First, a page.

There are more electric vehicles in Florida than any state other than California, and we can expect to see the total number to rise rapidly in the future. Unfortunately, the infrastructure needed to charge these vehicles is lagging behind demand.
Thankfully, last year Governor Ron DeSantis announced a plan to expand Florida’s electric vehicle infrastructure and increase the number of charging stations along major highways through competitive grant funding. Applications are due on April 7, and hopefully we will see charging stations pop up across the state quickly afterwards.
We have also seen a host of bills introduced in Congress that support the electrification of our transportation system, including The CLEAN Future Act and America’s Transportation Infrastructure Act of 2019.
The CLEAN Future Act promotes progress by supporting private sector planning and investment in charging networks and encouraging states to not classify businesses that provide charging stations as utilities, which would be too burdensome for most small businesses. The bipartisan America’s Transportation Infrastructure Act of 2019 includes $30 billion in grant funding to help with the creation of charging stations and requires that the grant money be used to contract with private companies to deploy publicly accessible electric vehicle infrastructure.
Unfortunately, some are proposing a less effective way to fund electric vehicle infrastructure- by allowing utility companies to raise rates on their electric customers in order to use those funds to build charging stations.
While utility companies play a critical role in providing the electricity needed for charging stations to function, they should not be building the stations themselves off the backs of their customers. If we allow utility companies to corner the EV infrastructure market, it will chase away private sector investment in this marketplace because companies won’t be able to compete against a utility company that can fund construction without putting their own money on the line.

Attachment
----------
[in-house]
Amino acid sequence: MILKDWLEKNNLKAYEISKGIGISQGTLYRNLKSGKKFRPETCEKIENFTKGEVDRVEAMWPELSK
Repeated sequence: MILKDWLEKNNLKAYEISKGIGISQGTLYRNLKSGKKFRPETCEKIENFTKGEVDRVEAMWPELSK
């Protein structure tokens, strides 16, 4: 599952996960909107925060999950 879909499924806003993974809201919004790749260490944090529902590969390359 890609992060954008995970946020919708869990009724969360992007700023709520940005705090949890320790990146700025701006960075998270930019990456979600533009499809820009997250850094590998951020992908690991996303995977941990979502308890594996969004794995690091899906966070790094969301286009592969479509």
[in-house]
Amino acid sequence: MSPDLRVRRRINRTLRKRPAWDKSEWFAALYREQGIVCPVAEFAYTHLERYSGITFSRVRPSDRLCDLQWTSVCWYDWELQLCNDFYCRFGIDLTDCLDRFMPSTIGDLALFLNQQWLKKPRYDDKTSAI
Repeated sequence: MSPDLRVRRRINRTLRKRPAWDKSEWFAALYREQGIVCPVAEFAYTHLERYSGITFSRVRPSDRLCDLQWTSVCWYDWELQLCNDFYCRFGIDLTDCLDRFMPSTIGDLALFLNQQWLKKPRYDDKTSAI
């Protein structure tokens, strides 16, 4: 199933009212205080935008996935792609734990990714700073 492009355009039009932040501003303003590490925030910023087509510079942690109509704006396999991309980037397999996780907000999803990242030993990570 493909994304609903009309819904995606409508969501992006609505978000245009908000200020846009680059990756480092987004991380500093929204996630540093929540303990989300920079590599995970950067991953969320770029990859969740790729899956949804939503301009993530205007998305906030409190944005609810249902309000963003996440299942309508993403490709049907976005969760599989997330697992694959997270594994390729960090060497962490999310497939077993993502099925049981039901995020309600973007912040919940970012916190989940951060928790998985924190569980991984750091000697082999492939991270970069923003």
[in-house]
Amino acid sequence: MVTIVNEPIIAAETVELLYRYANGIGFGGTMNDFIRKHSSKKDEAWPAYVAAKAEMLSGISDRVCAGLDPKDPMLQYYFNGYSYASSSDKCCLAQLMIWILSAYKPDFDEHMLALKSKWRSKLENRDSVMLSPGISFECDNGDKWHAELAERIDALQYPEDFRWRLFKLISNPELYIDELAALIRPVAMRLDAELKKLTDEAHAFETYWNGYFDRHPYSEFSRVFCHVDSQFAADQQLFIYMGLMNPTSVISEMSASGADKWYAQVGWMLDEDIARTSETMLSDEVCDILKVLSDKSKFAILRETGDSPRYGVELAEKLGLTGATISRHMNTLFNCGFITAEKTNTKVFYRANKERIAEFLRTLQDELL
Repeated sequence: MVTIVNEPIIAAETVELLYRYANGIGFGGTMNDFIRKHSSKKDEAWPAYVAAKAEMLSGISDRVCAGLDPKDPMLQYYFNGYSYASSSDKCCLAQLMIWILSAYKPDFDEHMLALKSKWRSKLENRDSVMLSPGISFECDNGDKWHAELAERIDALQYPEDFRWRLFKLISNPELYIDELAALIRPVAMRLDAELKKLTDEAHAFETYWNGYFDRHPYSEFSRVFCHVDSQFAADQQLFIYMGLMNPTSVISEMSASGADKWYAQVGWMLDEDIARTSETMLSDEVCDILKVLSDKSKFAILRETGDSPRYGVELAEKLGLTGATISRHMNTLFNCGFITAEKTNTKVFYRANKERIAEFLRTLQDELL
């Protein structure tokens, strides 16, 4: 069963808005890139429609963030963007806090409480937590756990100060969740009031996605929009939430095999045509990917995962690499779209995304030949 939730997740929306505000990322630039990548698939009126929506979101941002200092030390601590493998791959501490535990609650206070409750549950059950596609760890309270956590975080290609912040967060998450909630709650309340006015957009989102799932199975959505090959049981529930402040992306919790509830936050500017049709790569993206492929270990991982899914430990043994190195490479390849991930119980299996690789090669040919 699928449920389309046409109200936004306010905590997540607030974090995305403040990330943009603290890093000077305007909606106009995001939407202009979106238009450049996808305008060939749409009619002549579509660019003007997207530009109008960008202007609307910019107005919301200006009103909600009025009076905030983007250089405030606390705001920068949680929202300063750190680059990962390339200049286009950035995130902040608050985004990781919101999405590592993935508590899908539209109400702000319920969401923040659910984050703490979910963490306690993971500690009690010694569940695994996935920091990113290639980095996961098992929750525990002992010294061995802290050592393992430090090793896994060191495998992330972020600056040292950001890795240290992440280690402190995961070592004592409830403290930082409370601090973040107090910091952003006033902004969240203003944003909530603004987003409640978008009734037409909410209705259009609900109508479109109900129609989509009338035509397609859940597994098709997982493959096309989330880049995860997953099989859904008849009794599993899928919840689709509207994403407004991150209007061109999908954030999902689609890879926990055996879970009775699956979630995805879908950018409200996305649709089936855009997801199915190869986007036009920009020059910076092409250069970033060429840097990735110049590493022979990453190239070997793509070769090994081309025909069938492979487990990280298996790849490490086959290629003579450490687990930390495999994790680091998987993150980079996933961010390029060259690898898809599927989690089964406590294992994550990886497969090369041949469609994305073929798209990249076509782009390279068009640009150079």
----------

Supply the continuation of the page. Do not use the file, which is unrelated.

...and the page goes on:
For example, San Diego Gas & Electric has already spent $70 million of its electric customers’ funds on a program that deployed EV charging stations, and are asking for $58.4 million more. If approved, SDG&E will have spent over $120 million to build charging stations entirely funded by ratepayers. In comparison, SDG&E is asking for more additional funds than the annual revenue of the largest private sector operator of independently owned EV charging stations, ChargePoint, which operates in 14 countries and brings in $42 million a year. This highlights clearly how impossible it will be for private sector companies to compete with utility companies that can fund the deployment of charging stations by raising fees on customers who must purchase their product.
To ensure that the most number of EV charging stations are constructed across the country and our state, elected officials should support private investment, not utility companies raising fees on customers.
Thankfully, Congresswoman Kathy Castor is in a great position to lead on this issue, as Chairwoman of the House Select Committee on the Climate Crisis and as a senior member of the critical Energy and Commerce Committee. Hopefully, when Rep. Castor analyzes legislation that relates to electric vehicle infrastructure, she will support policies that prioritize competition and private sector investment. Without private sector investment in charging stations, progress towards electric vehicle adoption will be stalled.
Paul Jallo is President of Jallo Oil Distributors specializing in commercial oil distribution services, brand recognition, product quality, and branding services.